Aluminum Sulfate Reacting With Sodium Hydroxide

7 03 2011

The Reaction of Aluminum Sulfate with Sodium Hydroxide

 

 

                  Aluminum Sulfate = Al(SO4)3               Sodium Hydroxide = NaOH   

                                               
 

Word Equation : Aluminum Sulfate + Sodium Hydroxide yields Aluminum Hydroxide + Sodium Sulfate

 

Al2(SO4)3 + NaOH -> Al(OH)3 + Na2(SO4)

 

Balanced Chemical Equation : Al(SO4)3 + 6NaOH -> 2Al(OH)3 + 3Na2(SO4)

 Visual Representation :Physical and Chemical Description Properties of Reactants : Aluminum Sulfate - Aluminum Sulfate can also be known as cake alum, fliter alum, and sulfuric acid. It has a melting point of 770 degrees celcius. It is slightly soluble in alcohol. Its has a pH level between 3.3 and 3.6, therefore it is acidic. Aluminum Sulfate is a solid, white crystalline and hygroscopic.  Hygroscopy is the ability to hold water molecules together by absorbing the material. Sodium Hydroxide - Sodium Hydroxide is also known as caustic acid. It is very ionic and contains sodium cations and hydroxide anions. The hydroxide anions make it a strong base which causes it to react with acids to produce water and other salts. It is a white solid, mainly in the form of granules, pellets and flakes. It has a melting point of 318 degrees celcius. Its pH level is 13 therefore it is a very strong base.How Reactants are Obtained : Millosevichite is a rare mineral with the formula Al2(SO4)3 (Aluminum Sulfate). It can be found in volcanic environments and is known for burning coal dumps. If something is anhydrous is means it contains no water, Aluminum Sulfate is rarely found as an anhydrous salt. Sodium Hydroxide is industrially produced as a 50% solution by variations of the chloralkali process. The choloalkali process is the seperation of a Sodium Chloride solution. Chlorine gas is also produced in the process of choloalkali. Solid Sodium Hydroxide is obtained from this solution by the evaporation of water. In 2004, the worldwide production of Sodium Hydroxide was about 60 million tonnes.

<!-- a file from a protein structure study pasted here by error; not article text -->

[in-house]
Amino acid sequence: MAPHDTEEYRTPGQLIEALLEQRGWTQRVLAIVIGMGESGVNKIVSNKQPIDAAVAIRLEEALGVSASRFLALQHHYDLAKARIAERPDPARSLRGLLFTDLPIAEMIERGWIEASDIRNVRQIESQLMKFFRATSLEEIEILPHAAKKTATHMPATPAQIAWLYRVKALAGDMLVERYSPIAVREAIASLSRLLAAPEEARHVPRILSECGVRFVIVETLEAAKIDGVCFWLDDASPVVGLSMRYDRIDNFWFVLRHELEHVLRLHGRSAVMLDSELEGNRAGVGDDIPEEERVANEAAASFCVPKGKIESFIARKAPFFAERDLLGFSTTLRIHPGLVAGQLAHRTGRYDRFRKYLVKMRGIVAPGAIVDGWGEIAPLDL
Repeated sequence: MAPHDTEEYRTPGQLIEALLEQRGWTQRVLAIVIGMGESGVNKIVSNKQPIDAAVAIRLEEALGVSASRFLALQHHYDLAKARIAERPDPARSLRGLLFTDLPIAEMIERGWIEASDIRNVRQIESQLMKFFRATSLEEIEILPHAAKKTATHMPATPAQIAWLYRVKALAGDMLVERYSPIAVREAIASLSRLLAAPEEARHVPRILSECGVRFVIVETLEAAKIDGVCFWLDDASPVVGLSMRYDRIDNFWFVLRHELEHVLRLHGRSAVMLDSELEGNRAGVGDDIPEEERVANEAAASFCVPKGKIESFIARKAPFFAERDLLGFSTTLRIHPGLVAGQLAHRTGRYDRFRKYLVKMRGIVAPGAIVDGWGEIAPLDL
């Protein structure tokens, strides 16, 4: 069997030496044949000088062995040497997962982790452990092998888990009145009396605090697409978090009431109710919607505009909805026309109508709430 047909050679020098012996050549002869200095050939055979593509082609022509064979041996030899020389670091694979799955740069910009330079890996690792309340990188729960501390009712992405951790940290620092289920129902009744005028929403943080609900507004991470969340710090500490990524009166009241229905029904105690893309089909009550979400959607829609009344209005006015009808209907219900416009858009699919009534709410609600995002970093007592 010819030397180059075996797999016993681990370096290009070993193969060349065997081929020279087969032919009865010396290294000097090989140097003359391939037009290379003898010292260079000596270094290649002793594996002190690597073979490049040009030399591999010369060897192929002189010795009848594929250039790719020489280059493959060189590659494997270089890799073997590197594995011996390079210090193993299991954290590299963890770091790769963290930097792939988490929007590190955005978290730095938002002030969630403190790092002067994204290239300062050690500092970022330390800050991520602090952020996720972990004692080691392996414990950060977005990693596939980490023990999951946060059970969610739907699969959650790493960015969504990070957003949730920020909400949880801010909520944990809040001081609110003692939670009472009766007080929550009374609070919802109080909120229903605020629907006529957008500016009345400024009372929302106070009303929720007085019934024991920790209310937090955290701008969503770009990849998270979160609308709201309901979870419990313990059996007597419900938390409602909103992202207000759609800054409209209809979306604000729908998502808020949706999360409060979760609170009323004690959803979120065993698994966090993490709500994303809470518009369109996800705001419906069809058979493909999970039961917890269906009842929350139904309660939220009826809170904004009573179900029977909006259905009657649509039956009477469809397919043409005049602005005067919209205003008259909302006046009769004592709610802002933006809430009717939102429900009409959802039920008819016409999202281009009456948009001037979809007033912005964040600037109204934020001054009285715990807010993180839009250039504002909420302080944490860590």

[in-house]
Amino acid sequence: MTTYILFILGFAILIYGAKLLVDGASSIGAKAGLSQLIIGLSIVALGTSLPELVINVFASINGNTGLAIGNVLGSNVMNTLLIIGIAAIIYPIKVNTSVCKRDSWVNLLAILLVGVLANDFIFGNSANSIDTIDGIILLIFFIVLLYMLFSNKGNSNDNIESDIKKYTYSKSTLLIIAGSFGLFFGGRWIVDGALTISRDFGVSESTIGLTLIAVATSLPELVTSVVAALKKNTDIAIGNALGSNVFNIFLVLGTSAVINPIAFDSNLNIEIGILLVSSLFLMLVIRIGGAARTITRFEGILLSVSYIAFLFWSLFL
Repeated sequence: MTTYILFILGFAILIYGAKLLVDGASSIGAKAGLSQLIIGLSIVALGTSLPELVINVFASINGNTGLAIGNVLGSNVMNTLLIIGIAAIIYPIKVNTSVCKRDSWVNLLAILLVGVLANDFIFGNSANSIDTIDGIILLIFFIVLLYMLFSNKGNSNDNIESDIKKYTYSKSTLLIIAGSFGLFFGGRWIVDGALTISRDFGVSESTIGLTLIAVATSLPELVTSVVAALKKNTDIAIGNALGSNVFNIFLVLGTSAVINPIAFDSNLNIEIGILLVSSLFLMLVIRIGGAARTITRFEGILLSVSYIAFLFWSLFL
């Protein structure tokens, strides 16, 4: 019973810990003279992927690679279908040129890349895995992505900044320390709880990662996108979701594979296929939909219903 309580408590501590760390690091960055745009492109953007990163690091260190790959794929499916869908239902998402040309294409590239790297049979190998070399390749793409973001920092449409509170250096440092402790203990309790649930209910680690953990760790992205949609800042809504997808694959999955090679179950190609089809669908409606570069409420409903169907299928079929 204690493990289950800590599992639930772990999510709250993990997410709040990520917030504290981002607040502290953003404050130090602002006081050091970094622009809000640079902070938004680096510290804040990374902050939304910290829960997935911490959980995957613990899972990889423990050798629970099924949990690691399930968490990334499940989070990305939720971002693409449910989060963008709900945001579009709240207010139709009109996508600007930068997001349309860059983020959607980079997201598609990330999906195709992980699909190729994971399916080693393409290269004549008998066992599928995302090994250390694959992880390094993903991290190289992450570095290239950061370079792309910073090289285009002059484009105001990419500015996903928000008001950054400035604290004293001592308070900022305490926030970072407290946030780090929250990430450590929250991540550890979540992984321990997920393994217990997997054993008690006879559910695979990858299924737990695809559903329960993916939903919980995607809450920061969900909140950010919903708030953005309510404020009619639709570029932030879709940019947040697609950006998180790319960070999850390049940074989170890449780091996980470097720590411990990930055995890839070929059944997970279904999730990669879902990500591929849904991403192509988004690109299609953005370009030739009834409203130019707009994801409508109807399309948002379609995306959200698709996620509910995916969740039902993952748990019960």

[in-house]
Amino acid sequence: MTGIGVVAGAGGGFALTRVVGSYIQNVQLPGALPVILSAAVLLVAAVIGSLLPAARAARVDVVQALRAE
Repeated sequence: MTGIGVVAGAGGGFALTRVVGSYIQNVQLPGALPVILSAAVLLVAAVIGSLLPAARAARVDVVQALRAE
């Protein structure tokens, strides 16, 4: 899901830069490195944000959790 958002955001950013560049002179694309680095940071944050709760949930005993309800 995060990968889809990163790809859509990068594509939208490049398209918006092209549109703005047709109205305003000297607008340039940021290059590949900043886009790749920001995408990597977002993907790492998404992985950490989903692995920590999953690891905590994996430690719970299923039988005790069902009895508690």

Conditions for Reaction to Occur : Both Aluminum Sulfate and Sodium Hydroxide are soluble. For the reaction we show them in the aqueous state. By mixing these two solutions together, it produces two new compounds, Aluminum Hydroxide and Sodium Sulfate. The Aluminum Hydroxide is considered insoluble and will therefore precipitate out as crystals. The Sodium Sulfate is soluble and will therefore remain dissolved and in solution.

Type of Reaction : Double Displacement.            Exampl  ——->

Physical and Chemical Description Properties of Products : Aluminum Hydroxide : Aluminum Hydroxide is found within nature as a mineral called gibbsite. Gibbisite has a typical metal hydroxide structure with hydrogen bonds. Aluminum Hydroxide is closely related to Aluminum Oxide Hydroxide and Aluminum Oxide, the only difference is loss of water. Aluminum Hydroxide forms gels that are the basis application of aluminum salts as flocculants in water purification. Aluminum Hydroxide is a white, non-crystalline powder. It is soluble in acids and alkali, and it’s acidity is 7 therefore it is neutral. It’s melting point is 300 degrees celcius. Sodium Sulfate : Sodium Sulfate is the sodium salt of sulfuric acid. It is a white crystalline solid and hygroscopic. It is very chemically stable and at high temperatures it can be reduced to Sodium Sulfide. It also has a pH of 7 so it is neutral. Sodium Sulfate has unusal solubility outcomes when in water. For example it tends to form double salts.